For two years, or as long as he knew the tournament would be at The Creek Club in Locust Valley, Jim Farrell had his eye on the Long Island Open. "It was all I thought about, honestly," the Creek's teaching pro said yesterday, a day after he turned the thought into a title.
Farrell rallied to get into a three-way three-hole playoff with Matt Dobyns and Mike Furci on Friday, then was the only one to make three birdies. "I said to myself, 'You've played these holes a million times. Go birdie them all,' " he said.
True, there is an advantage to playing on your home course, but there also is pressure. Host pros rarely win the Long Island Open. Farrell had friendly faces in the gallery Friday, some of whom good naturedly asked him why his shots landed in difficult spots. He told them he hadn't aimed there.
Still, he enjoyed every bit of it. "I really felt like I was out there, playing with the members, which is how you should feel all the time," he said, having finished the playoff by lacing his 195-yard second shot on the par-5 18th within 10 feet of the hole. He two-putted for birdie. Within hours, the entire membership learned about the victory through a mass emailing. "They were all over me today. That was great," he said.
He is in his fifth season at The Creek, joining head pro Sean Farren's staff after having been director of golf at Muttontown and taught at SkyDrive in Farmingdale. He will compete in the national club pro championship outside Philadelphia later this week. Saturday, though, it was back to work, giving lessons.
Busy week for Dobyns, Park
Dobyns' solid week nearly was a great one. Before he made the Long Island Open playoff, he was within one shot of a second consecutive berth in the U.S. Open. He aggressively tried for birdie on his final hole of the qualifier at Century Country Club in Purchase on Monday but made bogey. He finished two strokes out of the last spot.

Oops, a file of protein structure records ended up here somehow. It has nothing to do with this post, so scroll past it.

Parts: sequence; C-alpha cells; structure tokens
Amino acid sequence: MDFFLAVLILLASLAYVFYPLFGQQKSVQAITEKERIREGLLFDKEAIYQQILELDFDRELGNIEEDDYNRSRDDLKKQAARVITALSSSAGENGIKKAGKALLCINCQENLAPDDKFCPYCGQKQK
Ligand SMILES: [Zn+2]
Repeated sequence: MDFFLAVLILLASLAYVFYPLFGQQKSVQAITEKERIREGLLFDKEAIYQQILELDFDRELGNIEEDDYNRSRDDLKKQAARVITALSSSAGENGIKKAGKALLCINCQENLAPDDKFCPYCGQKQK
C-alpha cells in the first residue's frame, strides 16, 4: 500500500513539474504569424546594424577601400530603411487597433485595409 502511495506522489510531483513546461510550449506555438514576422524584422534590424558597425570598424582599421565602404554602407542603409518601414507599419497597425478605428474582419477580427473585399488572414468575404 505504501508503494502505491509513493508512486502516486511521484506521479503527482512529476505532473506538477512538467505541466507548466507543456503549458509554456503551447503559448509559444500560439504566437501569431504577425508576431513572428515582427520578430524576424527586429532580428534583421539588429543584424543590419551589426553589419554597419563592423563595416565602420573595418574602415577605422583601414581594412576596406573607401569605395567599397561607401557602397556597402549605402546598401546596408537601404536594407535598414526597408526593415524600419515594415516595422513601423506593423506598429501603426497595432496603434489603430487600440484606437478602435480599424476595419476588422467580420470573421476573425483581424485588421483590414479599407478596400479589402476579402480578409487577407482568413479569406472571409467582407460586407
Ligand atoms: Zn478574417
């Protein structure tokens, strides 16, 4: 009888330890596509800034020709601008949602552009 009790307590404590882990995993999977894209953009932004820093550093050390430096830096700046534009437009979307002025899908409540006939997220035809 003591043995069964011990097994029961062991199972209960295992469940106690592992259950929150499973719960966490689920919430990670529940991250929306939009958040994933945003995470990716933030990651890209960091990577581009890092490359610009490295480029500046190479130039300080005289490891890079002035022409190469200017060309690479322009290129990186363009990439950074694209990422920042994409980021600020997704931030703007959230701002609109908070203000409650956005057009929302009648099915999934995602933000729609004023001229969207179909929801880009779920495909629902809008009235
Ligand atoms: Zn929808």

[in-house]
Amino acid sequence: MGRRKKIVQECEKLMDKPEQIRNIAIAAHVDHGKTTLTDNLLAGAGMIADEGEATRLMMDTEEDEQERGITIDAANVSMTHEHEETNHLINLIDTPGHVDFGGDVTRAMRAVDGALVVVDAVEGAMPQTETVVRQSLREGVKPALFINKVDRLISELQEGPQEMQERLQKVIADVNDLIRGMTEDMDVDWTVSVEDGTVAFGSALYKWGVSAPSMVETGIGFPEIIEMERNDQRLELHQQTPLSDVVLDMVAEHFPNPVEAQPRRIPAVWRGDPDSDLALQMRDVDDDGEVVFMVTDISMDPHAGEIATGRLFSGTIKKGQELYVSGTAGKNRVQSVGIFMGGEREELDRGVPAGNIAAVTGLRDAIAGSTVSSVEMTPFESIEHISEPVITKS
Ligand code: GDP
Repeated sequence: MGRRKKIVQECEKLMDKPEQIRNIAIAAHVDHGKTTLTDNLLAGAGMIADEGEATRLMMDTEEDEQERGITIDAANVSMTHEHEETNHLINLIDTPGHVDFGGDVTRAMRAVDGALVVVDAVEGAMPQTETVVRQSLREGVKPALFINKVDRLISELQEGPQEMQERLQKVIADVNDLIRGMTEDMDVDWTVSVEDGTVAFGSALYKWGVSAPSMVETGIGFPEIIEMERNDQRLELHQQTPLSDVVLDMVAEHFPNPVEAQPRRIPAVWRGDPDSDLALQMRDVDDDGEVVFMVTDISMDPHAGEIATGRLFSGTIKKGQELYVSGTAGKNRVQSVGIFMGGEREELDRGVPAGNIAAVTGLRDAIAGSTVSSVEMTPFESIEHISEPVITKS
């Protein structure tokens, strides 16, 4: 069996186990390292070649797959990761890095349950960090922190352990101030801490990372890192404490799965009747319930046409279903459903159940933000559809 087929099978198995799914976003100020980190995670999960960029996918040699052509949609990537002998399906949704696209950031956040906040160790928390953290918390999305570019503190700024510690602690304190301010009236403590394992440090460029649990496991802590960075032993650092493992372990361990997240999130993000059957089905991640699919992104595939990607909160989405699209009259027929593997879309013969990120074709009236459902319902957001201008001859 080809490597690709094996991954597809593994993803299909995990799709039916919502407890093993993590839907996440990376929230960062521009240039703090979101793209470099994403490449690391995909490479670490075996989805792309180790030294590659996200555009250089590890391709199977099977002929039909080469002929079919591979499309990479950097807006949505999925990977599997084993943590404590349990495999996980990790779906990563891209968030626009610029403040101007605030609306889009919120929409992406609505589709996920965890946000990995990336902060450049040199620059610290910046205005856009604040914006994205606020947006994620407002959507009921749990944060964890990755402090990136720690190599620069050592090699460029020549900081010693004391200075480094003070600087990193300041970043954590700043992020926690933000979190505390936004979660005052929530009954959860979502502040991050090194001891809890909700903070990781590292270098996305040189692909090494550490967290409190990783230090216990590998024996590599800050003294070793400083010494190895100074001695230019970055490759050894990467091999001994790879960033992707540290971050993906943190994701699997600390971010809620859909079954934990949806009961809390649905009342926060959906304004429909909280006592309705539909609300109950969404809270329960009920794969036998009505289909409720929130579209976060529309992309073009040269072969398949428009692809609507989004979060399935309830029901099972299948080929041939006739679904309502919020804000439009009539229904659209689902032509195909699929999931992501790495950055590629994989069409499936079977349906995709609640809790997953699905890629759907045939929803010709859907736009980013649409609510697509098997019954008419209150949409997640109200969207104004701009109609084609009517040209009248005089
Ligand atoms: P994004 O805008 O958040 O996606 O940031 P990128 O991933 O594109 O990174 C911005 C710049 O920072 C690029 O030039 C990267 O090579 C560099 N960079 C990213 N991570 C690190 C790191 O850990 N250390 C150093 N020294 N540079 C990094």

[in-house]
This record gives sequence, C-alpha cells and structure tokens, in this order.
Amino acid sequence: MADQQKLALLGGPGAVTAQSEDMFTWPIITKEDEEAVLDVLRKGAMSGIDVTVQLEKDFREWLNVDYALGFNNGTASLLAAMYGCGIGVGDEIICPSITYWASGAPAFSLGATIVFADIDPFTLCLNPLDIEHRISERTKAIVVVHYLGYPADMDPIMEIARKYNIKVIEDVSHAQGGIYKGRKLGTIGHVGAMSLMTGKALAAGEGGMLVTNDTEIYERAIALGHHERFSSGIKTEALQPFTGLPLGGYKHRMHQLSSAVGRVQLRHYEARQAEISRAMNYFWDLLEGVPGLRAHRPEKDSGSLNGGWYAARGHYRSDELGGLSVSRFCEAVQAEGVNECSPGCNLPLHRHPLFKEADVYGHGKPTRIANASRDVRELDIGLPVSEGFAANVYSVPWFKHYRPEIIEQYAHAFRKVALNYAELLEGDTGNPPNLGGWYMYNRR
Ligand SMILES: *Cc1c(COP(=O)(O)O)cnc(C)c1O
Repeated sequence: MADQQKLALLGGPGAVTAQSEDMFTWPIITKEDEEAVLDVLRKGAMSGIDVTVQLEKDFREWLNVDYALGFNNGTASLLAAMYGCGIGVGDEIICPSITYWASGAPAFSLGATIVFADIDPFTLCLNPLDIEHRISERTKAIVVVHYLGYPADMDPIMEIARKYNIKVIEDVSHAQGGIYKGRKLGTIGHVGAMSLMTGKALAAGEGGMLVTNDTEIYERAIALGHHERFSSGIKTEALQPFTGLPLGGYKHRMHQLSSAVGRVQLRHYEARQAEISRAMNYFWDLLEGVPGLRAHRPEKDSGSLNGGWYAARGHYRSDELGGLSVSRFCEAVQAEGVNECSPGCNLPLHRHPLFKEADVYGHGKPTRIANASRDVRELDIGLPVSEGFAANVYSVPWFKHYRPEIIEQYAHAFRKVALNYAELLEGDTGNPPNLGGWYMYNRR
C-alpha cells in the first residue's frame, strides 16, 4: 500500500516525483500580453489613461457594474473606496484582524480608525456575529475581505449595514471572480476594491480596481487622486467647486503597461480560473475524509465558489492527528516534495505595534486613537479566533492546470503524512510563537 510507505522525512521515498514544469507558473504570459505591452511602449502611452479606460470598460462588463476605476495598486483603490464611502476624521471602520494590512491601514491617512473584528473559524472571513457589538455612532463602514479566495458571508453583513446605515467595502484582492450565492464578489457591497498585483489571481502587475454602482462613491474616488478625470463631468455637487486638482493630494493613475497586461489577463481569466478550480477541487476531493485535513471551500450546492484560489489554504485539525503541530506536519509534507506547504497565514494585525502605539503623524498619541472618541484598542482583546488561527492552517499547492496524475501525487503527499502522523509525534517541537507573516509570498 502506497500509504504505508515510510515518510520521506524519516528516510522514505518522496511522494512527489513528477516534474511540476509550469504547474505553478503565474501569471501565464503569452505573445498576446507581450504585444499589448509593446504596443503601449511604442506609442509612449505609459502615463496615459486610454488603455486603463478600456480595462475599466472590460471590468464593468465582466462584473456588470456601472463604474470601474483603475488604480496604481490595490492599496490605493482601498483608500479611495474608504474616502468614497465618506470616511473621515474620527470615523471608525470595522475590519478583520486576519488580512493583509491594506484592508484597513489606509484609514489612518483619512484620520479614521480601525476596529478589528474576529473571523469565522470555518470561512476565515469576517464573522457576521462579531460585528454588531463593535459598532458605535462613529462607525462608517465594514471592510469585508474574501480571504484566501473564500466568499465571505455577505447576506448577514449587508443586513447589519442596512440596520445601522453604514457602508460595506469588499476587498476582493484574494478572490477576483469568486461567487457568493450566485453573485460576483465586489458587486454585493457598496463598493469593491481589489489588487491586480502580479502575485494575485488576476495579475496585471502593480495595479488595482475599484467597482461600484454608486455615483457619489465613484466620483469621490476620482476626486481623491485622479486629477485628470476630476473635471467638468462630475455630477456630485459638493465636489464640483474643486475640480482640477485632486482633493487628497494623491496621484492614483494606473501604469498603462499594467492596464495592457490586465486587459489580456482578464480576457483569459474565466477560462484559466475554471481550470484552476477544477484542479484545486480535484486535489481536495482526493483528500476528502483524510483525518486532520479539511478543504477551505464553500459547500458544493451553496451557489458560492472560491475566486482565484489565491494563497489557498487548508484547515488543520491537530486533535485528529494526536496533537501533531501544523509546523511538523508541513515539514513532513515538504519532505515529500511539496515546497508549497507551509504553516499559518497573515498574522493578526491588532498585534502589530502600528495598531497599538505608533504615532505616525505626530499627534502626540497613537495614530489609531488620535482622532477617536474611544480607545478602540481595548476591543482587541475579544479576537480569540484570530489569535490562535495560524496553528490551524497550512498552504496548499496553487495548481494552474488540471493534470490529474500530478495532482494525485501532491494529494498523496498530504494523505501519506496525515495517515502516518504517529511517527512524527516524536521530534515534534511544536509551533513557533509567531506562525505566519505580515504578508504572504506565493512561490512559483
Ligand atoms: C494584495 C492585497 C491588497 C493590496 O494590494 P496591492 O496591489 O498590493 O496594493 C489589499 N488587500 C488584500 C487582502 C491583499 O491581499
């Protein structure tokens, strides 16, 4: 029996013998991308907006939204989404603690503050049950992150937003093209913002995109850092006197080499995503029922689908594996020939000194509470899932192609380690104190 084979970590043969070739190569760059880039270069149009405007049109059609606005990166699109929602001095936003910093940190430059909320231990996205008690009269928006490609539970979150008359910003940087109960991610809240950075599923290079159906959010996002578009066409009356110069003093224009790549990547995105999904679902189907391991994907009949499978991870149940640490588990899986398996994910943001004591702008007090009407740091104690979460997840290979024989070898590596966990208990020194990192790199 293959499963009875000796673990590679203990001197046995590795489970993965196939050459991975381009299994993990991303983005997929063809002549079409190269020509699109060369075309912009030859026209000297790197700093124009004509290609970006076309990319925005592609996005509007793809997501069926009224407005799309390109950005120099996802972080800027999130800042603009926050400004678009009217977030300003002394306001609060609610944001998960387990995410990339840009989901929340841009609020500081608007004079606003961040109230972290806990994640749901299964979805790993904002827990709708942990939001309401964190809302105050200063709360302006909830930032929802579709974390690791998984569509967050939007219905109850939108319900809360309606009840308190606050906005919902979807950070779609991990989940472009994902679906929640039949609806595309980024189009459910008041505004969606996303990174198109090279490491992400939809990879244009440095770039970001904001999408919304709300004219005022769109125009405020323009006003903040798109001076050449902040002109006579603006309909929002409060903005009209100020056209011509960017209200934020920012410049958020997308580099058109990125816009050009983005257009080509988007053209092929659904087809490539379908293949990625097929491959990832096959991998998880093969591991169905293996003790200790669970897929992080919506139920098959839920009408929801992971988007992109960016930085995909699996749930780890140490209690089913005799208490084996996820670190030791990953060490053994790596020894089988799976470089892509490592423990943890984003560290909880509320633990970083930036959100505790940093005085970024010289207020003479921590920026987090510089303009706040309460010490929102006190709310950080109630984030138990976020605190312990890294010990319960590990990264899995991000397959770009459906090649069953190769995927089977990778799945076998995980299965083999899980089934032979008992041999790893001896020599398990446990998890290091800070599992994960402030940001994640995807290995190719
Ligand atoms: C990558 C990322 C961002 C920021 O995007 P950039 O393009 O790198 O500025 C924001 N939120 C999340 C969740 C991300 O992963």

"It's something to build on," said the Fresh Meadow head pro and former national club pro champion. He will keep trying to get in the U.S. Open, as he did last year, when he missed the cut by a stroke on the final hole. "I feel like if I get another chance maybe I can sneak into the weekend."
Annie Park of Levittown made her professional debut Friday, shooting 1-over-par in the first round of the Symetra Tour's Decatur-Forsyth Classic in Decatur, Illinois.
LPGA enjoys New York
It was an extraordinary week for LPGA Tour pros in New York for the KPMG Women's PGA at Westchester Country Club. Brittany Lincicome won't forget it. She rang the NASDAQ closing bell Tuesday (with Long Islander Kelly Shon), then tossed the ceremonial first pitch at Citi Field. She remarked, "Oh look at that little kid" before she realized it was Triple Crown-winning jockey Victor Espinoza. She asked to pose for a photo with him. Then she went up to the owners' suite and talked golf with Jeff Wilpon -- and watched a no-hitter.
A golf compilation forwarded by longtime Sayville High golf coach Tony Gamboli included a photo from an unidentified course, showing this sign: "You are 150 yards from the center of the green. You are 175 yards from a $200 glass window. Choose your club carefully!"